Are Your Ideals Causing Your Suffering?

Are Your Lofty Ideals Causing Your Suffering?

Here’s a bit of balderdash from the world wide web, and, well, our world wide heart. It shows up in blog post advice, sales copy, and all over inspirational posters. It shows up in your church, the conversation at your happy hour table, and on the phone with your best friend. It begins with two highly enticing words.

You deserve.

It sounds so good, doesn’t it? So axiomatic. So soothing. So right. It represents the way things should be, the way things ought to be, the way things can be. You deserve is a statement of ideals. But there’s an important distinction to make to prevent taking these two words too far and ending up with a sense of entitlement.

Take the inspirational poster that says, “Respect yourself enough to know that you deserve the very best.” Understood philosophically, this is an encouragement not to settle for less than our best and highest good in every area of life (though it assumes we always know what that is... Ahem.) Understood personally as a judgment of rights, this becomes justification for unrealistic thinking and demands.  After all, my self-respect is intrinsically linked to my having the very best. Right?

So, while you deserve can be an empowering statement if taken philosophically, it can be defeating where it’s taken personally. Where you feel entitled to something and don’t have it, you will feel oppressed. That makes you perfectly positioned to rebel in response to that perceived oppression, and to feel justified in that rebellion. 

That might look like anger you have trouble controlling. It might look like rigorous expectations that you place on others (or yourself) that you are just sure are completely reasonable. It might look like self-indulgence, or self-repression. It might look like accepting the oppression of another in order to maintain a self-delusion that you already have the ideal. Just ask any woman who has escaped an abusive relationship that she used to tolerate in the name of “love.”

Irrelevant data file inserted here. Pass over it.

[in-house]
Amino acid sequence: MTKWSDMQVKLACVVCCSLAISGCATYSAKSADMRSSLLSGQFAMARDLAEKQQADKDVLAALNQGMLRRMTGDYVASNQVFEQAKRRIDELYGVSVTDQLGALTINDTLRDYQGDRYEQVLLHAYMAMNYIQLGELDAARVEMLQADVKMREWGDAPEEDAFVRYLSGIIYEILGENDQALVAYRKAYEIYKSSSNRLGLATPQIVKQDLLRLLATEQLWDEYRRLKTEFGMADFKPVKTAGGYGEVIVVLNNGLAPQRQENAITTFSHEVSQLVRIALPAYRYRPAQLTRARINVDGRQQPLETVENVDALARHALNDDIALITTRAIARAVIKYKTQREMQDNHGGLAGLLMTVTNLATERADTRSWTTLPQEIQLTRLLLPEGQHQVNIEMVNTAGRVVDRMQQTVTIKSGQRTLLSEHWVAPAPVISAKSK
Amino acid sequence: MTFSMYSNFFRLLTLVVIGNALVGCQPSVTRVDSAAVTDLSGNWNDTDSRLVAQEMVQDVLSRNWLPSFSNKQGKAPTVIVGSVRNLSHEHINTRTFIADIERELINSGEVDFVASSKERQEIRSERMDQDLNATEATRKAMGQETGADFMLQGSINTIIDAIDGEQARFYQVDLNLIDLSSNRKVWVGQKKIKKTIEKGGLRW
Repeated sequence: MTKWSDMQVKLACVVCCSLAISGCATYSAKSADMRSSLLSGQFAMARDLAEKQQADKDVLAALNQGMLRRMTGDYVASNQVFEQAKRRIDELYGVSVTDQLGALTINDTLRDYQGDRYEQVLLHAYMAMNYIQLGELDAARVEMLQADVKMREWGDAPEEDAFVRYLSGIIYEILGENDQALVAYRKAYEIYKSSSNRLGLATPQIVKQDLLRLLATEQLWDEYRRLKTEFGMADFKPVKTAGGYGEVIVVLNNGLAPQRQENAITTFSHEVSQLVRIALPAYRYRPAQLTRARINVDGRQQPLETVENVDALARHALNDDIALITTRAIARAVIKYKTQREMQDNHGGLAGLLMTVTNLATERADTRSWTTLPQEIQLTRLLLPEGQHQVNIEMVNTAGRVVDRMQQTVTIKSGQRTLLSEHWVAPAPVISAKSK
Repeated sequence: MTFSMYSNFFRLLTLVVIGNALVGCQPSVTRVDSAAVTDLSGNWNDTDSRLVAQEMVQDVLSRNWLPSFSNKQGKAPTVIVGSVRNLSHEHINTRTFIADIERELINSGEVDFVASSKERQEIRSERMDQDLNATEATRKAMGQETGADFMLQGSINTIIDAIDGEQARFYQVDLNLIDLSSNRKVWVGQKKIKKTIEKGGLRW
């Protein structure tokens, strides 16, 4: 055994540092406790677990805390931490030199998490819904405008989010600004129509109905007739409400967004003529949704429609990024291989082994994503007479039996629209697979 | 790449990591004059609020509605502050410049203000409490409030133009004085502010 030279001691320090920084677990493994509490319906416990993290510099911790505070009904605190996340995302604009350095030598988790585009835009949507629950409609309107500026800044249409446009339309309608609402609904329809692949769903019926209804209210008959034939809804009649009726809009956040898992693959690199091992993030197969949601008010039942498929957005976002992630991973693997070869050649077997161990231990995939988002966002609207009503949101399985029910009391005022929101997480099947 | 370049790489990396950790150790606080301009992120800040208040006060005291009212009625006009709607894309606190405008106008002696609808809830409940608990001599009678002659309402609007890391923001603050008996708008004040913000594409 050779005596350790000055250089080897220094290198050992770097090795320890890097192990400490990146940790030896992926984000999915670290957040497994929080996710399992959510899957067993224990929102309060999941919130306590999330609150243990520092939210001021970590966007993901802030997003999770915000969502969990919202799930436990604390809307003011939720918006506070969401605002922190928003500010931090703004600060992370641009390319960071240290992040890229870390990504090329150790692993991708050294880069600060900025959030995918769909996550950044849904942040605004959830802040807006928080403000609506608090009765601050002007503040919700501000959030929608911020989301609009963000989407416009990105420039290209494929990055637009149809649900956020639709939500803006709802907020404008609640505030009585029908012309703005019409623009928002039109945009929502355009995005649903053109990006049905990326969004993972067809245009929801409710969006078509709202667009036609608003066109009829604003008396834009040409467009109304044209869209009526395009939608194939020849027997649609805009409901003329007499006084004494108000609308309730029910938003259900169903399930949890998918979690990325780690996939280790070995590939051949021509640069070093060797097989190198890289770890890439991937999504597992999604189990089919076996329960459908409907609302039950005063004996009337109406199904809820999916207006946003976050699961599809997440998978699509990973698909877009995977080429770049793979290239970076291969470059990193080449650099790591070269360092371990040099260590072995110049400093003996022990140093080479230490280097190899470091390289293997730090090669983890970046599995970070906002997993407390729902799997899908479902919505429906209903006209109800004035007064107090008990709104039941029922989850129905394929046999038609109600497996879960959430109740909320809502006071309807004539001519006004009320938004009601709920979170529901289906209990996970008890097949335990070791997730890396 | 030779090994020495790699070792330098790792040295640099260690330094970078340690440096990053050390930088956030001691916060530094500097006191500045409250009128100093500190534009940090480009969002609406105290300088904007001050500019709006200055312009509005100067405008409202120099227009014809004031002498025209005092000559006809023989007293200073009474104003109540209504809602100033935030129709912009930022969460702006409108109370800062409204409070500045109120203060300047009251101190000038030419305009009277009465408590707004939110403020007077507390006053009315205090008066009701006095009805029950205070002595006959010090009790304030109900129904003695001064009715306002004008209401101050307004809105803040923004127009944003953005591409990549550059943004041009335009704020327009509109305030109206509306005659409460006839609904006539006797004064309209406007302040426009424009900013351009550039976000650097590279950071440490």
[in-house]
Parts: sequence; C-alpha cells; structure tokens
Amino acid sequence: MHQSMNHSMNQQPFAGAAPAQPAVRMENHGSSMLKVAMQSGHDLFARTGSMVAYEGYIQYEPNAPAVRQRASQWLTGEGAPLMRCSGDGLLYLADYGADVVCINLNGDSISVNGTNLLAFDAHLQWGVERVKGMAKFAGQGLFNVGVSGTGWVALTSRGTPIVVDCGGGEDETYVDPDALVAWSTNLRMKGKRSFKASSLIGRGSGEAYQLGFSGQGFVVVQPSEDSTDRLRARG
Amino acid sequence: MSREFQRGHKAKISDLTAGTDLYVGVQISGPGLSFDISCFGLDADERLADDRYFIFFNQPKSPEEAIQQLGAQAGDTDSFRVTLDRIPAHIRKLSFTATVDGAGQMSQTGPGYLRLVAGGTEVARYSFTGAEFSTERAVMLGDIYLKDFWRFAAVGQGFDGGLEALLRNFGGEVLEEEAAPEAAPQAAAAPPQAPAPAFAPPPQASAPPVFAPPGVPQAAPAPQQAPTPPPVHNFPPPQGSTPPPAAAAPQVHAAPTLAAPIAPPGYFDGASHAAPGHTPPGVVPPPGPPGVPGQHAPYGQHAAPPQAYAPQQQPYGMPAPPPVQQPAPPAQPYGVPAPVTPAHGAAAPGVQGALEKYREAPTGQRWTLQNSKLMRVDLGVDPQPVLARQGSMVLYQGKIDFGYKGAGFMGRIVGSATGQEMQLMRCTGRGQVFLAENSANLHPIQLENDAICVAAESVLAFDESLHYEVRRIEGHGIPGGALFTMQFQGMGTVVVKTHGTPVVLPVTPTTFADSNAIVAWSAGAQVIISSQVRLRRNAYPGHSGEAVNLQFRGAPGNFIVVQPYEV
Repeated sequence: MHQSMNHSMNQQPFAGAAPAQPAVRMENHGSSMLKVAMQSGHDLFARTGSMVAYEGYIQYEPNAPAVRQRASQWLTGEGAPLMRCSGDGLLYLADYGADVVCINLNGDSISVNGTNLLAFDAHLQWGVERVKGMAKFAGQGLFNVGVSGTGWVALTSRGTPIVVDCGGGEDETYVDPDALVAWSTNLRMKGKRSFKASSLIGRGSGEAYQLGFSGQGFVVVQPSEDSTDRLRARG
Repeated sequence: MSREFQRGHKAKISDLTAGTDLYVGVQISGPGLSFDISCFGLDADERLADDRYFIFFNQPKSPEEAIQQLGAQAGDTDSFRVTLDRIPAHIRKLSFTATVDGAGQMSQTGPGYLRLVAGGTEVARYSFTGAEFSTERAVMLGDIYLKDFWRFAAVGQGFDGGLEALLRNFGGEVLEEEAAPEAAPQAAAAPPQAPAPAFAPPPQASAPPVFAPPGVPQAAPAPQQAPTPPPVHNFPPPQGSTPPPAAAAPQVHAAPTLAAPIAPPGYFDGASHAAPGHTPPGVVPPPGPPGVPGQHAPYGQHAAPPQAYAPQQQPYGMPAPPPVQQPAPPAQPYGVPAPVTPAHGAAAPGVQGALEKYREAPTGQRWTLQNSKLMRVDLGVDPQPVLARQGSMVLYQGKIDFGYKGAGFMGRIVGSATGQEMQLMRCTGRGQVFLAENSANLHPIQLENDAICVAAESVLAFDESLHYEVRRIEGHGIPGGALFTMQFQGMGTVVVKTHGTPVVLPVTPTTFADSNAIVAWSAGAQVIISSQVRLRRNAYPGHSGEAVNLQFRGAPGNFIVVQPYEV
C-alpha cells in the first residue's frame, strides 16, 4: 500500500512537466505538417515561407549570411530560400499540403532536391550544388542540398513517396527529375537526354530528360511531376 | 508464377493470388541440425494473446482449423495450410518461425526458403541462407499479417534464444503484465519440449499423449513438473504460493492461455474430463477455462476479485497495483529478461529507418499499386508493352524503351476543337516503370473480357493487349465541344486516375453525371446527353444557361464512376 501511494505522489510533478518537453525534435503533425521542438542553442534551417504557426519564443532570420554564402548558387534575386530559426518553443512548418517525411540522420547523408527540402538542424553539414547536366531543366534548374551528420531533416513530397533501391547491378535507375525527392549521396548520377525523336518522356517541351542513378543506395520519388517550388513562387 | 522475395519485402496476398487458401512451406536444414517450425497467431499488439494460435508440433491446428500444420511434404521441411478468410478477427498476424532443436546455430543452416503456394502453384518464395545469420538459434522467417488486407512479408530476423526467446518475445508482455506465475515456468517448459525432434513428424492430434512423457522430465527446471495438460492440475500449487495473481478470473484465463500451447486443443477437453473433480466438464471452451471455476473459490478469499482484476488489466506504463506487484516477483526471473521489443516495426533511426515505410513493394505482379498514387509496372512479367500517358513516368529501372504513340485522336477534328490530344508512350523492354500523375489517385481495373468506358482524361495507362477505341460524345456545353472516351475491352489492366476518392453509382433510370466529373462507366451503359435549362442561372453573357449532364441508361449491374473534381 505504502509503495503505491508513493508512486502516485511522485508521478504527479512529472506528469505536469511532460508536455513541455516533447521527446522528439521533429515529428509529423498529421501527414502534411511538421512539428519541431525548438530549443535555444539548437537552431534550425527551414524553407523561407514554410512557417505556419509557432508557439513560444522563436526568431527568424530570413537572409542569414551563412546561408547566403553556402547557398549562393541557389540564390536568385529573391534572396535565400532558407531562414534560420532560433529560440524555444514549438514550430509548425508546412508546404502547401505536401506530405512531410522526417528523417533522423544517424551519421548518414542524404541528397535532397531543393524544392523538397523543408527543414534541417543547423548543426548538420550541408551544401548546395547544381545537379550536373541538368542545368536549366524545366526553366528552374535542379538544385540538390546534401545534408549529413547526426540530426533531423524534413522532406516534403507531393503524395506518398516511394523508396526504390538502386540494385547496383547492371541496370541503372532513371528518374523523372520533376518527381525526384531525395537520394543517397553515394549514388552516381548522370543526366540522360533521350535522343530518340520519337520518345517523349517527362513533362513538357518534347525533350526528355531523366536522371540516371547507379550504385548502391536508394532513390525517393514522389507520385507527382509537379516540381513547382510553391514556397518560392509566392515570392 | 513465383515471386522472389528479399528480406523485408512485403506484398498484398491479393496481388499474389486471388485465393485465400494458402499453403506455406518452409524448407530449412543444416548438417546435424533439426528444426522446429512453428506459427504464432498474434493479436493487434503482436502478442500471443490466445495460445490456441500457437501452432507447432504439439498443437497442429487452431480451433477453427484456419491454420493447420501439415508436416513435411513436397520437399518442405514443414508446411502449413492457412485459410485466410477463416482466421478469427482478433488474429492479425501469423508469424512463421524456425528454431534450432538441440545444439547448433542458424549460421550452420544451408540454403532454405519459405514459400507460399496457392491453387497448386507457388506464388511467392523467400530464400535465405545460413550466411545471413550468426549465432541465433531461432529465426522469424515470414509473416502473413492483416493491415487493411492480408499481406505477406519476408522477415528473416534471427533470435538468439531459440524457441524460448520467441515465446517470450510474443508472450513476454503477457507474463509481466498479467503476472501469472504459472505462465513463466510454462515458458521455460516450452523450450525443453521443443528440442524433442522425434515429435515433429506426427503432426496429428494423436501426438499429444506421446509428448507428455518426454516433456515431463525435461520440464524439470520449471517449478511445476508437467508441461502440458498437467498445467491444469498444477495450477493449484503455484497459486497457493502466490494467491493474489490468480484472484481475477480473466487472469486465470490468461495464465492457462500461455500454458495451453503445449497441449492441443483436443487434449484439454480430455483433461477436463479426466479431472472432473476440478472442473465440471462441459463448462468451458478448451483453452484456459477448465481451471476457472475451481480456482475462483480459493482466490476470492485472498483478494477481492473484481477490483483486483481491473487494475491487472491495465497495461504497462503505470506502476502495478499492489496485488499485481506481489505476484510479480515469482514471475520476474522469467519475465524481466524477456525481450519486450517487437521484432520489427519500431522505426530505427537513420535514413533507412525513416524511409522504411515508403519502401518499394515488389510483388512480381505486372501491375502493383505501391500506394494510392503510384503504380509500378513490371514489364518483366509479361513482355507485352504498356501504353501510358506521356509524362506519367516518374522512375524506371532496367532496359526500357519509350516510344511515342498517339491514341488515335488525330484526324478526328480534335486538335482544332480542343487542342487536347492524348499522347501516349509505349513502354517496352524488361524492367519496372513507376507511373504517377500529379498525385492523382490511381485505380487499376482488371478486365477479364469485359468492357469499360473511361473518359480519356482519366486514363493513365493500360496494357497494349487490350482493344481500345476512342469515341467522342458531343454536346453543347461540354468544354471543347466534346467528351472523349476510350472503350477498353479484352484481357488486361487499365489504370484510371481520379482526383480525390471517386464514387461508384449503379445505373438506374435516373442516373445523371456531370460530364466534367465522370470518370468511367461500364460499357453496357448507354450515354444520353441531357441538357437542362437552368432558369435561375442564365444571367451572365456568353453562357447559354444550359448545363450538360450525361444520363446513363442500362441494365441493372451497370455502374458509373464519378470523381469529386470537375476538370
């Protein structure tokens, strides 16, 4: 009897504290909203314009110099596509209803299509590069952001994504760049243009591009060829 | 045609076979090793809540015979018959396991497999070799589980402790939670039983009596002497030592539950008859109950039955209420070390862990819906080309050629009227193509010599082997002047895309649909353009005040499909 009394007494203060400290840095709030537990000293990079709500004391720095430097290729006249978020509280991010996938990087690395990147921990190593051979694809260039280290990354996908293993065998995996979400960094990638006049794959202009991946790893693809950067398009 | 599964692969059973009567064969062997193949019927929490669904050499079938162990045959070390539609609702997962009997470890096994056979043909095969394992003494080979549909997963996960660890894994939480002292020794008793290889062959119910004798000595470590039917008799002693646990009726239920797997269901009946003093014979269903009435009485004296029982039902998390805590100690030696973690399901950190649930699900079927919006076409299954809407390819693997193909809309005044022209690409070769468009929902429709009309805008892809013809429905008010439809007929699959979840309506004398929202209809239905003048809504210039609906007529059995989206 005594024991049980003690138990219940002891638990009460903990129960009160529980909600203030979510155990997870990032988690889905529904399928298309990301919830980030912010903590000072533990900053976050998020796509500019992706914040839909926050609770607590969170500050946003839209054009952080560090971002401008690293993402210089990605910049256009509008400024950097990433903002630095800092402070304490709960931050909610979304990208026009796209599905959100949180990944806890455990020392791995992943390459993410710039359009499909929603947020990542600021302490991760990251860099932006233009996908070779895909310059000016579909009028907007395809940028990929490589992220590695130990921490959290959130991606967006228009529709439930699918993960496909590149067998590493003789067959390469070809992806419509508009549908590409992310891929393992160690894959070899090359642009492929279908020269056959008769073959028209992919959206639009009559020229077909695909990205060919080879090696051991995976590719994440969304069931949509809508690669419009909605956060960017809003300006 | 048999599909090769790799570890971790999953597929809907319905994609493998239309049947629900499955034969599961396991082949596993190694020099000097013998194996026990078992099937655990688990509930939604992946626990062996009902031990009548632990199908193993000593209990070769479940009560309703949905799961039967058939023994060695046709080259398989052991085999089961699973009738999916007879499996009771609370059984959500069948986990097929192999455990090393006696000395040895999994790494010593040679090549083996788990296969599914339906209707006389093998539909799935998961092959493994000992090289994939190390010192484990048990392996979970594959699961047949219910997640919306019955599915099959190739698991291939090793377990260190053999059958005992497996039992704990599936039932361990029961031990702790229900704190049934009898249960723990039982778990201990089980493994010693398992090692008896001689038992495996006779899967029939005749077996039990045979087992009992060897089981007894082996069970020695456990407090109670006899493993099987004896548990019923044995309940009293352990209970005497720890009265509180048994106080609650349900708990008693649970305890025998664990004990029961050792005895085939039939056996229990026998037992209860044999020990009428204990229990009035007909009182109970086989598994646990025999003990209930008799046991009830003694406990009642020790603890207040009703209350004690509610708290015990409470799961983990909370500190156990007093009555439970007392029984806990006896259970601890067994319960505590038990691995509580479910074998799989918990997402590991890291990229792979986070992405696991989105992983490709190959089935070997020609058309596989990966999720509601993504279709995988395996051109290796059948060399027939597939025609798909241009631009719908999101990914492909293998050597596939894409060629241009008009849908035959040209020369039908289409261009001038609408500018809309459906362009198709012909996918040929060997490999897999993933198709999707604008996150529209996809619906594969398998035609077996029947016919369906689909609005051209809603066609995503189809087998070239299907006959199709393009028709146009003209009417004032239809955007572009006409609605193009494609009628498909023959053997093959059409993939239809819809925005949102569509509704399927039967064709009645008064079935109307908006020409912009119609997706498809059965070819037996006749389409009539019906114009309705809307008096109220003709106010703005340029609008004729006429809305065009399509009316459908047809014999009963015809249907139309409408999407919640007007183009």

As humans being, it’s not a question of if we have pockets of entitled thinking, it’s where. What do you feel entitled to? Here's a short list of common

  1. Money.
  2. Romance.
  3. Companionship.
  4. Peace and quiet.
  5. Children.
  6. Obedient children.
  7. Your dream.
  8. Healthy body.
  9. Close-knit family.
  10. A great job.
  11. A profitable business.
  12. Security.
  13. Sex.
  14. Understanding.
  15. Human touch.
  16. A new _______.
  17. Beauty (your own or another’s).
  18. Status.
  19. Freedom.
  20. Admiration.
  21. A break.
  22. Time alone.
  23. Clarity.
  24. Safety.
  25. Friends.
  26. Loyalty.
  27. Acceptance.
  28. Access.
  29. Comfort.
  30. Enough.

Understanding the ideal leads to innovation, to empathy, and to justified, organized, and fervent revolution. Knowing the ideal leads to a growth mindset. But expecting the ideal leads to demands, indignation, to oppressing and being oppressed, and to rebellious sedition. Feeling entitled to the ideal leads to a scarcity mindset.

Where you have an entitlement mindset you are vulnerable:

to temptation

to offending

to harming

to compromise

to allowing

to enabling

to tolerating

to disillusionment

Set your mind to discovering what is ideal, but when you find it, don’t expect it, don’t demand it, don’t easily believe anyone who says you personally deserve it right now. Just work towards it.

Lacking something we desire isn't something we should always escape. Unfulfilled desires are friends of your growth because they cause you to rethink your assumptions about life. They motivate meaningful introspection. They force innovation. Lack doesn’t have to cause suffering.

Sometimes lack leads change.